Barriers to the self-care of type 2 diabetes from both patients' and providers' perspectives: literature review

Sandra PY Pun MHA
Aim., To review systematically the literature about barriers to diabetes self-care from both patients' and healthcare providers' perspectives. Background., Diabetes mellitus is a global health concern due to rapidly increasing prevalence. The healthcare costs for diabetes care and related complications are high. Tight glycaemic control achieved by intensive therapy has been shown to lower the risk of complications. Despite the provision of comprehensive management programmes, patients are often unable to achieve the desired outcomes. It is essential to understand the barriers to diabetes self-care in order to promote successfully self-care behaviours. Methods., A search of OVID Medline (R), CINAHL, Cochrane Library and British Nursing Index was carried out during 1986,2007 using keywords: Type 2 Diabetes Mellitus, self care, patient compliance, patient adherence and barriers to diabetes self care. Manual searching of relevant nursing journals and sourcing of secondary research extended the search. Results., A total of 16 original research papers using various methods including survey, descriptive correlational, sequential explanatory mixed-method and qualitative exploratory design were reviewed. In total, over 8900 patients and 4550 healthcare providers were recruited from over 28 countries in these studies. Major barriers identified included psychosocial, socioeconomic, physical, environmental and cultural factors. Conclusions., Healthcare providers can enhance patient empowerment and participation with family support to achieve feasible targets. Better health care delivery systems and reforms that improve affordability, accessibility, and efficiency of care are essential for helping both providers and patients to meet desirable standards of diabetes care. Relevance to clinical practice., Understanding barriers to diabetes self-care is the first step in facilitating providers to identify their role in enabling patients to overcome these barriers. Healthcare providers can develop strategies to clarify and individualise treatment guidelines, implement continuing education, improve communication skills, and help motivate patients to achieve desired behavioral changes. [source]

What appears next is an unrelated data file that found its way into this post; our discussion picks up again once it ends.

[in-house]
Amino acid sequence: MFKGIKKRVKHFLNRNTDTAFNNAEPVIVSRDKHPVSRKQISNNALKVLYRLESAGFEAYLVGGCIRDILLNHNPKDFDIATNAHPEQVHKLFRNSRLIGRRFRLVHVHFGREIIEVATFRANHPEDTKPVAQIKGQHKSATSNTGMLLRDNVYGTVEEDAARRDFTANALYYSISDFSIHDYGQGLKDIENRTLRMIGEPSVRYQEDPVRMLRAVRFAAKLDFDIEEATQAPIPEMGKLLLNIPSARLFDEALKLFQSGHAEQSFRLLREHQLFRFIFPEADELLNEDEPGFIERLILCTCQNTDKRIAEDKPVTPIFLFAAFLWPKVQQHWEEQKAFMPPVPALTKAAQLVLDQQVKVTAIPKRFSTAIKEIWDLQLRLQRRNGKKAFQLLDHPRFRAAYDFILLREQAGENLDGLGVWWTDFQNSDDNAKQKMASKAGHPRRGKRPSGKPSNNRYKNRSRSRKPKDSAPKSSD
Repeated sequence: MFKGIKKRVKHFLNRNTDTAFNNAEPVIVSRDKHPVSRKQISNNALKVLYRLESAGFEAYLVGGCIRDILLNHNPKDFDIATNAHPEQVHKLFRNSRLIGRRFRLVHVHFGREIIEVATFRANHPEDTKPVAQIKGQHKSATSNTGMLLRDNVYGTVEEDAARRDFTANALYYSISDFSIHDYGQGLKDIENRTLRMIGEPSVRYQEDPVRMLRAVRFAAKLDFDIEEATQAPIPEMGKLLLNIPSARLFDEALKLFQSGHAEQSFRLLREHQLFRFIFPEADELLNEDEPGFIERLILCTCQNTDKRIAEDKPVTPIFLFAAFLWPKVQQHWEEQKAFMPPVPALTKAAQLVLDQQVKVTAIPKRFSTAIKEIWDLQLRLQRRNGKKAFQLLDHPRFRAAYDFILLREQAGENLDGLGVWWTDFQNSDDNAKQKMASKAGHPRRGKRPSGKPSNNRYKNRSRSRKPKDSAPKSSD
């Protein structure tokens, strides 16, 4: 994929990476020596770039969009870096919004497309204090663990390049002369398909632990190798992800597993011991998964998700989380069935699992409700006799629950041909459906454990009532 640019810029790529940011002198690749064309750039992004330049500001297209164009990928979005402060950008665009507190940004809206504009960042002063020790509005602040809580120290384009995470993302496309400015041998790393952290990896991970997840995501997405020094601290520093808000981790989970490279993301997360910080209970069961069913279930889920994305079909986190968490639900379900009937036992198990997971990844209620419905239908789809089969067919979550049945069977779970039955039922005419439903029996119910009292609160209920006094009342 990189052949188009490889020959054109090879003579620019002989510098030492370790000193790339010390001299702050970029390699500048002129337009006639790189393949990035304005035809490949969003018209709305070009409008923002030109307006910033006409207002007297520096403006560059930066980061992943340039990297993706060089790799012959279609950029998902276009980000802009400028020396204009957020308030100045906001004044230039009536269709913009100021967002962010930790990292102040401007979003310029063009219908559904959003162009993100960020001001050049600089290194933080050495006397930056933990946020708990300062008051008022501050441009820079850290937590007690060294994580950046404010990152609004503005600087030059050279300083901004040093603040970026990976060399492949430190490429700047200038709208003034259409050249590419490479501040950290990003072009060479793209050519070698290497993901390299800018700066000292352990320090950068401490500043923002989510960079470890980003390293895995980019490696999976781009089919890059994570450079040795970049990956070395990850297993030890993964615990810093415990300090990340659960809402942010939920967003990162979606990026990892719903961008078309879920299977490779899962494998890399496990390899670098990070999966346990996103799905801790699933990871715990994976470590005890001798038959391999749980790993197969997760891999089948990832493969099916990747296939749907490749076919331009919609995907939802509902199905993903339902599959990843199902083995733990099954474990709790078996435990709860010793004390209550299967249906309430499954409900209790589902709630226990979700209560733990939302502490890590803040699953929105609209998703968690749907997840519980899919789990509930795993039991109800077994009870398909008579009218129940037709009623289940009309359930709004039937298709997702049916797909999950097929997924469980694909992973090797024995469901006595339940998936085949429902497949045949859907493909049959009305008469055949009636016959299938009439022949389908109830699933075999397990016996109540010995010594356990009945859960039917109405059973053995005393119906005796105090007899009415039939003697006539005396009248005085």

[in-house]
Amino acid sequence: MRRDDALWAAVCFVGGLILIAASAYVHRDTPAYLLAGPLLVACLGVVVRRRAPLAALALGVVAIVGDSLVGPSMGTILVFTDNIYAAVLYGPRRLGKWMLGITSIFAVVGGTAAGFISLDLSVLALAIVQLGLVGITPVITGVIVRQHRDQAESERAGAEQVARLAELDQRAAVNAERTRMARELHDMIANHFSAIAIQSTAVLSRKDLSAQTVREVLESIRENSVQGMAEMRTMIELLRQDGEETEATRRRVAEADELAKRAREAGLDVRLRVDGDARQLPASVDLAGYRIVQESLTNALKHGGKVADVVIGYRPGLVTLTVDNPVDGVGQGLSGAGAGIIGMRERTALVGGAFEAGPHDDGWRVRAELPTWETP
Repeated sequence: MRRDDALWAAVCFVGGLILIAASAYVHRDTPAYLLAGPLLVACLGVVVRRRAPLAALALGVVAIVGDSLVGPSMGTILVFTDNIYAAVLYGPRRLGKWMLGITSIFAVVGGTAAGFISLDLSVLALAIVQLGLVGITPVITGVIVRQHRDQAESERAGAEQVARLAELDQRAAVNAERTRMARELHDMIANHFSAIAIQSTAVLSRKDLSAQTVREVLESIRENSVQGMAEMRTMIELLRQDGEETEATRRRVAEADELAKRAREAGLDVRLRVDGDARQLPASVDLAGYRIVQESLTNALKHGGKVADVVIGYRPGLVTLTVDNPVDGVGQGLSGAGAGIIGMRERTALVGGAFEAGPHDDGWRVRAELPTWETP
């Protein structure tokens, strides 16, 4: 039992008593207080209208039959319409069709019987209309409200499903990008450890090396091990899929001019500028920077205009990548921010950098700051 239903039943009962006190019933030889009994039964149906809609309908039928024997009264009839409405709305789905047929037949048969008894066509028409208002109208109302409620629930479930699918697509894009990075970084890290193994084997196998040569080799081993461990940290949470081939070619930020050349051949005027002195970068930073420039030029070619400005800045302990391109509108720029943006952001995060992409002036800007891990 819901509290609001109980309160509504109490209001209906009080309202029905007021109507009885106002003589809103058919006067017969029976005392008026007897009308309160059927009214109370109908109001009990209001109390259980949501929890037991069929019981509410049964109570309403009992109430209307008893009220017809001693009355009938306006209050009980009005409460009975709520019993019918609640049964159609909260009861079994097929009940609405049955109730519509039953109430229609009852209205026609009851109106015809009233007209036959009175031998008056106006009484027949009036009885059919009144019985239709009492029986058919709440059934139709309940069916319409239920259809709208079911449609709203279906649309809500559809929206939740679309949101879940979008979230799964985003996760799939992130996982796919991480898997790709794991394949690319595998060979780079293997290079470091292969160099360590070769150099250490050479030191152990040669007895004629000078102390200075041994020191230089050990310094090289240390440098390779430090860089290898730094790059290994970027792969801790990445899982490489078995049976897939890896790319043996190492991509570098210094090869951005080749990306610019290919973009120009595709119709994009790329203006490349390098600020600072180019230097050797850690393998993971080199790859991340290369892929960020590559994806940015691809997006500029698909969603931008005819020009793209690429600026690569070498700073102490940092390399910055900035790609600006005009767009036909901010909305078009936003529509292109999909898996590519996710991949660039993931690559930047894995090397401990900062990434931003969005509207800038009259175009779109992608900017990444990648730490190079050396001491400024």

Rehabilitation of surgical cancer patients at University of Texas M. D. Anderson Cancer Center

Rajesh Yadav MD
Abstract With early detection and treatment, survival rates for many types of cancer have improved. Long term survivors have number of issues, which can include functional deficits, pain, fatigue, lymphedema and altered bowel and bladder function. Simple activities such as mobility and the ability to perform self care can be limited. In addition, re-integration into society with activities such as driving, social interaction and return to work are often problematic. The goal of cancer rehabilitation is to improve quality of life by minimizing disability and handicap caused by cancer and associated treatments. Initial rehabilitation interventions usually occur in an inpatient setting as patients often experience a decline in functional status due to cancer progression and or surgical treatment. Rehabilitation interventions reduce the debility and functional deficits and add to the quality of life for cancer patients undergoing surgical treatments. The rehabilitation team can assist not only with acute decline in functional status but also with re-integration back in society. Both general and specific rehabilitation interventions based on diagnoses are reviewed. J. Surg. Oncol. 95:361,369. © 2007 Wiley-Liss, Inc. [source]

Self-rated health status in spinocerebellar ataxia,Results from a European multicenter study,

Tanja Schmitz-Hübsch MD
Abstract Patient-based measures of subjective health status are increasingly used as outcome measures in interventional trials. We aimed to determine the variability and predictors of subjective health ratings in a possible target group for future interventions: the spinocerebellar ataxias (SCAs). A consecutive sample of 526 patients with otherwise unexplained progressive ataxia and genetic diagnoses of SCA1 (117), SCA2 (163), SCA3 (139), and SCA6 (107) were enrolled at 18 European referral centers. Subjective health status was assessed with a generic measure of health related quality of life, the EQ-5D (Euroqol) questionnaire. In addition, we performed a neurological examination and a screening questionnaire for affective disorders (patient health questionnaire). Patient-reported health status was compromised in patients of all genotypes (EQ-5D visual analogue scale (EQ-VAS) mean 61.45 ± 20.8). Specifically, problems were reported in the dimensions of mobility (86.9% of patients), usual activities (68%), pain/discomfort (49.4%), depression/anxiety (46.4%), and self care (38.2%). Multivariate analysis revealed three independent predictors of subjective health status: ataxia severity, extent of noncerebellar involvement, and the presence of depressive syndrome. This model explained 30.5% of EQ-VAS variance in the whole sample and might be extrapolated to other SCA genotypes. © 2010 Movement Disorder Society [source]